In June sales flourished. There were 8,701 reported sales in the greater Toronto area, only 1.4 percent fewer than the 8,826 sales reported last year. That is a 19 percent increase compared to the 2,961 sales achieved in April, and an 89 percent increase compared to the 4,601 reported sales in May. These numbers represent an unprecedented recovery. Most economists had predicted a much more protracted recovery, a recovery resembling the economic recovery following the collapse of the equities market in 2008.

Unlike sales, which declined in March and then recovered in June, average sales prices did not noticeably decline during this period. In fact, they continued to strengthen, approaching record levels. In June the average sale price for all properties sold in the greater Toronto area come in at an eye-popping $930,869, 12 percent higher than last year’s average sale price of $831,882. In the City of Toronto, the average sale price came in at $1,022,138. Not quite a record but approaching one, and well above Canada Mortgage and Housing Corporation’s $1 Million threshold for high ratio loans. Housing in the City of Toronto experienced increases in all housing types – detached (14.3 percent), semi-detached (an amazing 22 percent), and condominium apartments (5.6 percent) compared to the same month last year.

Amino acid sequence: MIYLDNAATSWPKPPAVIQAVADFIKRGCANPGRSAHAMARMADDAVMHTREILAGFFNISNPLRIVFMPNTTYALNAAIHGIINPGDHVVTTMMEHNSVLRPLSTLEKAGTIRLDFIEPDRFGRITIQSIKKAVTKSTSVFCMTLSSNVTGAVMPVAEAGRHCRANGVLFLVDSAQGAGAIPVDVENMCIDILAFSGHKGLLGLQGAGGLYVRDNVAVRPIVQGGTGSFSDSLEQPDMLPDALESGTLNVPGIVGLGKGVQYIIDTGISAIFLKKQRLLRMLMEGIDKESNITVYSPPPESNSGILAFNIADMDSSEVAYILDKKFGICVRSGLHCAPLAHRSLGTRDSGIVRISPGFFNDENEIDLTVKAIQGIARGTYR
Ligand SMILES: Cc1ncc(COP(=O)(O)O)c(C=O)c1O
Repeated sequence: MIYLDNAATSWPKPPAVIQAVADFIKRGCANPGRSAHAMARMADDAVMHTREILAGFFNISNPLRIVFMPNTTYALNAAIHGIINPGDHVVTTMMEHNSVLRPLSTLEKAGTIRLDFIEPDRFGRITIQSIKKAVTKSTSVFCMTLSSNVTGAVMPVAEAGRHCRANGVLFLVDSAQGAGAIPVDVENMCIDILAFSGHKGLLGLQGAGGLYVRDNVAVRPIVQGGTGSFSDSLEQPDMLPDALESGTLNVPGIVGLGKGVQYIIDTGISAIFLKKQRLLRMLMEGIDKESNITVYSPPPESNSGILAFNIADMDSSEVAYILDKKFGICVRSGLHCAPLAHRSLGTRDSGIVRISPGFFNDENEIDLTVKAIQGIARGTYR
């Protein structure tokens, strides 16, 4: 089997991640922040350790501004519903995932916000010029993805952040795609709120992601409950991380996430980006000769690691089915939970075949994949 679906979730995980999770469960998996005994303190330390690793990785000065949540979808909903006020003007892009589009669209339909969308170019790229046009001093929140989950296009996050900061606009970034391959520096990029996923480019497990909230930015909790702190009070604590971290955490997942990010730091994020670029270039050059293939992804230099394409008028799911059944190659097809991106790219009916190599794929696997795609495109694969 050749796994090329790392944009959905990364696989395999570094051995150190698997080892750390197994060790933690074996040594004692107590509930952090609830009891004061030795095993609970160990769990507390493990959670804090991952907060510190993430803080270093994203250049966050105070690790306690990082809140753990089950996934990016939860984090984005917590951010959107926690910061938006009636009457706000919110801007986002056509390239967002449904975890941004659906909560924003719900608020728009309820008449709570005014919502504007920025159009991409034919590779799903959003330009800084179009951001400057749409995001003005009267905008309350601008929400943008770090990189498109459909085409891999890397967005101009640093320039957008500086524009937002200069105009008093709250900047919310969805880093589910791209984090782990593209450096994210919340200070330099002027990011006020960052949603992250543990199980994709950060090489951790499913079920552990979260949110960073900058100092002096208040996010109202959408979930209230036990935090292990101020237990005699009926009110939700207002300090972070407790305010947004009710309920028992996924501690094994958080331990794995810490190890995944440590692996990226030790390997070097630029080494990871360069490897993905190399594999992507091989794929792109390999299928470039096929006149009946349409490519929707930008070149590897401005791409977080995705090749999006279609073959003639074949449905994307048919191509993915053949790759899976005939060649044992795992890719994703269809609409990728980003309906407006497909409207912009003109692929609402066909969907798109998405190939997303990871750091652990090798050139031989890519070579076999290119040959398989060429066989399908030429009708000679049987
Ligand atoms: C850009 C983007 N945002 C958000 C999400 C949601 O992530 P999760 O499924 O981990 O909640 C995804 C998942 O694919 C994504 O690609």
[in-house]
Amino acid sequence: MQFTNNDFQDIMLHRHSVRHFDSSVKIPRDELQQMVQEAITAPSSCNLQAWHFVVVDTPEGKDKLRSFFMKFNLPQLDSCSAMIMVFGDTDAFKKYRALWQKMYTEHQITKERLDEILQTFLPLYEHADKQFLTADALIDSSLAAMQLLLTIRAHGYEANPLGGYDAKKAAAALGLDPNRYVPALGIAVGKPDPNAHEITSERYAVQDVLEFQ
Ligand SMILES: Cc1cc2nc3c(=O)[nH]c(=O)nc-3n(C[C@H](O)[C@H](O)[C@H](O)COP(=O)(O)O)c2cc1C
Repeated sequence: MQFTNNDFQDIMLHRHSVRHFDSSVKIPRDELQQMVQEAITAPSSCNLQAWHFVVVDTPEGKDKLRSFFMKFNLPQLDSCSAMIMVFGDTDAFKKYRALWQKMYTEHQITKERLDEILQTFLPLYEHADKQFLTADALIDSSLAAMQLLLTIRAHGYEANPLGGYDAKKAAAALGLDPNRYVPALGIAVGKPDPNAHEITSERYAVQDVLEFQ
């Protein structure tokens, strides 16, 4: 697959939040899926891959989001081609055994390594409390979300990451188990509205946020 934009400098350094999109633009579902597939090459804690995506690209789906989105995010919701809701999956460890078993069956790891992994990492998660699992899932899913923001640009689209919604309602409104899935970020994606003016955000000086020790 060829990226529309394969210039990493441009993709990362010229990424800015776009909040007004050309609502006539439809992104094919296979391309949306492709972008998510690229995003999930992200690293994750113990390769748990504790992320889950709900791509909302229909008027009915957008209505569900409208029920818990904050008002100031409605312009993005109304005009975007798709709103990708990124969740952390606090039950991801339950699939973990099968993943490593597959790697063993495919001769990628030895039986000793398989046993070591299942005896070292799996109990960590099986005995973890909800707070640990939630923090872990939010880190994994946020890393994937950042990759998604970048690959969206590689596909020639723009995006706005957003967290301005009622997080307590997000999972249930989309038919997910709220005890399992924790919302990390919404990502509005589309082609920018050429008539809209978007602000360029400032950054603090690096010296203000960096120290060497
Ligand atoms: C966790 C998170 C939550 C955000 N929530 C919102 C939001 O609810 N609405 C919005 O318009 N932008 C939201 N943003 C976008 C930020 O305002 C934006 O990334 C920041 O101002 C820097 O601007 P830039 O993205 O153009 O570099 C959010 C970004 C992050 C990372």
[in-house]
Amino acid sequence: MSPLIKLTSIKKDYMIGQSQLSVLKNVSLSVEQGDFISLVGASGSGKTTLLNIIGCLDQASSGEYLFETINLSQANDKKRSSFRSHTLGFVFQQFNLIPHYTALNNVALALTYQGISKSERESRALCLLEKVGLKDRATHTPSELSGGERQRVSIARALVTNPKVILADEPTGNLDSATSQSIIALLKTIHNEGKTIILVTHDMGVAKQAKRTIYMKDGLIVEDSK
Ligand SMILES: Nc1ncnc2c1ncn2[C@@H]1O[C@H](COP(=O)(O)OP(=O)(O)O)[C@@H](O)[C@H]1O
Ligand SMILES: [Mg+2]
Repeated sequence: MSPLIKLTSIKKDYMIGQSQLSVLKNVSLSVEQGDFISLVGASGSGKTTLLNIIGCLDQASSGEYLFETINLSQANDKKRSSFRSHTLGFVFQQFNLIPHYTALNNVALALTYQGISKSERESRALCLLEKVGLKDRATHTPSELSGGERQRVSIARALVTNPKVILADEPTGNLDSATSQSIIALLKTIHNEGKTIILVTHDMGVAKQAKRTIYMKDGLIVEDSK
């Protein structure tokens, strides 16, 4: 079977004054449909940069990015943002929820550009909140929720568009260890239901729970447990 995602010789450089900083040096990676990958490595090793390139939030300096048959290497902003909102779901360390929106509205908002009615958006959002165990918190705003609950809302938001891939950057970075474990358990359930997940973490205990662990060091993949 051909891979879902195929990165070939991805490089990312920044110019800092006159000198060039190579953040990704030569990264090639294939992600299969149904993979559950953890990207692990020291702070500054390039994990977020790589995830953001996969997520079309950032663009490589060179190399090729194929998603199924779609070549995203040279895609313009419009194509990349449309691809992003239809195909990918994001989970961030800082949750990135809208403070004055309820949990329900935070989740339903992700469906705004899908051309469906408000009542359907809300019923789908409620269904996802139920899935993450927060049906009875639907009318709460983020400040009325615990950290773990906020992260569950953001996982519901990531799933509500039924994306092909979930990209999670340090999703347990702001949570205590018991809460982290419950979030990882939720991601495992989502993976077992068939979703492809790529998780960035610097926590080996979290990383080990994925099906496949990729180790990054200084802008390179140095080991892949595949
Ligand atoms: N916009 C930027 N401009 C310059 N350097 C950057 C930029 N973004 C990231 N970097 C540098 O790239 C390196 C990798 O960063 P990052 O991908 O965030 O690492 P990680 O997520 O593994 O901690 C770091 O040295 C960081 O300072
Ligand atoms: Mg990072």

These increases were stimulated by the resurgence of the high-end market, which was slower in its recovery than lower price-point properties. In June 365 properties with a sale price of $2 Million or more were reported sold. This represents a 42 percent increase compared to the 257 reported sold in this price category last year. It is worth noting that at the market’s lowest point in April, only 67 properties were reported sold in this category. No doubt with the recovery of equity markets over this period, confidence at the higher price points has returned.

Semi-detached properties throughout the City of Toronto were the most sought-after housing type. They were literally flying off the shelf. The average sale price for semi-detached properties came in at a record $1,287,832. Not only was the average sale price a record, but all semi-detached properties sold, in another record, in only 9 days. Not only did they sell in 9 days, but they sold for 106 percent of the asking price. In Toronto’s eastern districts, all semi-detached properties sold, in a record 6 days, for 110 percent of their asking price. In the trading areas closest to Toronto’s central core (Riverdale, Leslieville, the Beaches) in 5 days and for more than 110 percent of asking price. These are extraordinary numbers and an unprecedented market performance.